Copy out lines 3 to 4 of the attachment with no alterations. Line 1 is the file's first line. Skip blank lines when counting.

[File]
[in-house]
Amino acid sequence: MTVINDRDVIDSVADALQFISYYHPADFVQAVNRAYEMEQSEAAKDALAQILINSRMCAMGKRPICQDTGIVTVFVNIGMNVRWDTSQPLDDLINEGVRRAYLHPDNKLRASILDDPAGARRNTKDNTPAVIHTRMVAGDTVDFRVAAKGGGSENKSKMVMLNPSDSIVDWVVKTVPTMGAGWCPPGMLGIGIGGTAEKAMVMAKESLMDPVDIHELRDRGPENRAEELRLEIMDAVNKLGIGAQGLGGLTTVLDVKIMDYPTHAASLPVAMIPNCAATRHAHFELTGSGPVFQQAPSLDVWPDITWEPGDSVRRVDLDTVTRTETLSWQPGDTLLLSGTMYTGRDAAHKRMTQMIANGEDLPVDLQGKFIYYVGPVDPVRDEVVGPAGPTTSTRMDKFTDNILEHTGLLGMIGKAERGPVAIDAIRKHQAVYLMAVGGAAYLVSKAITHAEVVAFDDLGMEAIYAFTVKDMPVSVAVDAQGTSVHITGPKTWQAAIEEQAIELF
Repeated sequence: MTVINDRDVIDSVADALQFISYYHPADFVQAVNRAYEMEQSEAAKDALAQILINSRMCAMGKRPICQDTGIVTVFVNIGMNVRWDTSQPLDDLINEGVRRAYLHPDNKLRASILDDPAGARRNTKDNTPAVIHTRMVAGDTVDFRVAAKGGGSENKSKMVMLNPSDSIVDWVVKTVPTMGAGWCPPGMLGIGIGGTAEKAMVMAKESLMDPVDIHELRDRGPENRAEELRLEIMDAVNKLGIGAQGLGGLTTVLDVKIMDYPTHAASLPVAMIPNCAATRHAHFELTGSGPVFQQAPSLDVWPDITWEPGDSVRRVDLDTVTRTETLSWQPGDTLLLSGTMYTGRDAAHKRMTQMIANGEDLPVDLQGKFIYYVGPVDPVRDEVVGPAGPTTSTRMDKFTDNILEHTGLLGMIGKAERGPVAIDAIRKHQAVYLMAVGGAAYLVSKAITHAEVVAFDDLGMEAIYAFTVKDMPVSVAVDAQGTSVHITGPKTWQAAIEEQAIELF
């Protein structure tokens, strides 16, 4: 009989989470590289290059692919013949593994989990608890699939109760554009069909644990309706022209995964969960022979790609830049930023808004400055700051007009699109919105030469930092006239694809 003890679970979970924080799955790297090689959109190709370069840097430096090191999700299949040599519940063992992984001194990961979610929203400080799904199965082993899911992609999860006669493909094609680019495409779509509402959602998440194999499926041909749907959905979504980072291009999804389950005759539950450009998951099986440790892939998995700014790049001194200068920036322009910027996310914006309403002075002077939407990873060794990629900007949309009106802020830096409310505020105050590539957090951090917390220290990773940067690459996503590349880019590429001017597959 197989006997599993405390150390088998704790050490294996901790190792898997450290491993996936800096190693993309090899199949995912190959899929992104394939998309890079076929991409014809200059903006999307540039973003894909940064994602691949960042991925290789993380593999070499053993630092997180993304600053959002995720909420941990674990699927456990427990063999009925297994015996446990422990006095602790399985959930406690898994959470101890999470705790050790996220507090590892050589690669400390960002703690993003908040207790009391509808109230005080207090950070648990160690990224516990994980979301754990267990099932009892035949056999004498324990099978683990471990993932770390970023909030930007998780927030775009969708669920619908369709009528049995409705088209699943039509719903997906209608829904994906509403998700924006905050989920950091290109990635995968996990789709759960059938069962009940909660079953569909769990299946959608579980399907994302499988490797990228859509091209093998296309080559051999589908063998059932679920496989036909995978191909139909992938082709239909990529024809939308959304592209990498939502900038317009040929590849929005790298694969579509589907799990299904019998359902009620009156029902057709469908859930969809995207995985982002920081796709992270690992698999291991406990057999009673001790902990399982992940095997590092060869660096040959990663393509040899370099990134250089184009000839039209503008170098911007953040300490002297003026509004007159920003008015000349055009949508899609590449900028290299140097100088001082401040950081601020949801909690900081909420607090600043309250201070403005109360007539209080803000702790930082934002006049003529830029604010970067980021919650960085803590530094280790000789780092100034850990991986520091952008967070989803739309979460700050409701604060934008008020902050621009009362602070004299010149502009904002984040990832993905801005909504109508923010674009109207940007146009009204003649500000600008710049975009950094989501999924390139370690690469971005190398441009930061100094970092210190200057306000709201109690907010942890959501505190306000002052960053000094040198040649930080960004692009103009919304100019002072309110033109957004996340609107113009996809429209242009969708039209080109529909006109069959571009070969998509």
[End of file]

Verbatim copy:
Repeated sequence: MTVINDRDVIDSVADALQFISYYHPADFVQAVNRAYEMEQSEAAKDALAQILINSRMCAMGKRPICQDTGIVTVFVNIGMNVRWDTSQPLDDLINEGVRRAYLHPDNKLRASILDDPAGARRNTKDNTPAVIHTRMVAGDTVDFRVAAKGGGSENKSKMVMLNPSDSIVDWVVKTVPTMGAGWCPPGMLGIGIGGTAEKAMVMAKESLMDPVDIHELRDRGPENRAEELRLEIMDAVNKLGIGAQGLGGLTTVLDVKIMDYPTHAASLPVAMIPNCAATRHAHFELTGSGPVFQQAPSLDVWPDITWEPGDSVRRVDLDTVTRTETLSWQPGDTLLLSGTMYTGRDAAHKRMTQMIANGEDLPVDLQGKFIYYVGPVDPVRDEVVGPAGPTTSTRMDKFTDNILEHTGLLGMIGKAERGPVAIDAIRKHQAVYLMAVGGAAYLVSKAITHAEVVAFDDLGMEAIYAFTVKDMPVSVAVDAQGTSVHITGPKTWQAAIEEQAIELF
């Protein structure tokens, strides 16, 4: 009989989470590289290059692919013949593994989990608890699939109760554009069909644990309706022209995964969960022979790609830049930023808004400055700051007009699109919105030469930092006239694809 003890679970979970924080799955790297090689959109190709370069840097430096090191999700299949040599519940063992992984001194990961979610929203400080799904199965082993899911992609999860006669493909094609680019495409779509509402959602998440194999499926041909749907959905979504980072291009999804389950005759539950450009998951099986440790892939998995700014790049001194200068920036322009910027996310914006309403002075002077939407990873060794990629900007949309009106802020830096409310505020105050590539957090951090917390220290990773940067690459996503590349880019590429001017597959 197989006997599993405390150390088998704790050490294996901790190792898997450290491993996936800096190693993309090899199949995912190959899929992104394939998309890079076929991409014809200059903006999307540039973003894909940064994602691949960042991925290789993380593999070499053993630092997180993304600053959002995720909420941990674990699927456990427990063999009925297994015996446990422990006095602790399985959930406690898994959470101890999470705790050790996220507090590892050589690669400390960002703690993003908040207790009391509808109230005080207090950070648990160690990224516990994980979301754990267990099932009892035949056999004498324990099978683990471990993932770390970023909030930007998780927030775009969708669920619908369709009528049995409705088209699943039509719903997906209608829904994906509403998700924006905050989920950091290109990635995968996990789709759960059938069962009940909660079953569909769990299946959608579980399907994302499988490797990228859509091209093998296309080559051999589908063998059932679920496989036909995978191909139909992938082709239909990529024809939308959304592209990498939502900038317009040929590849929005790298694969579509589907799990299904019998359902009620009156029902057709469908859930969809995207995985982002920081796709992270690992698999291991406990057999009673001790902990399982992940095997590092060869660096040959990663393509040899370099990134250089184009000839039209503008170098911007953040300490002297003026509004007159920003008015000349055009949508899609590449900028290299140097100088001082401040950081601020949801909690900081909420607090600043309250201070403005109360007539209080803000702790930082934002006049003529830029604010970067980021919650960085803590530094280790000789780092100034850990991986520091952008967070989803739309979460700050409701604060934008008020902050621009009362602070004299010149502009904002984040990832993905801005909504109508923010674009109207940007146009009204003649500000600008710049975009950094989501999924390139370690690469971005190398441009930061100094970092210190200057306000709201109690907010942890959501505190306000002052960053000094040198040649930080960004692009103009919304100019002072309110033109957004996340609107113009996809429209242009969708039209080109529909006109069959571009070969998509």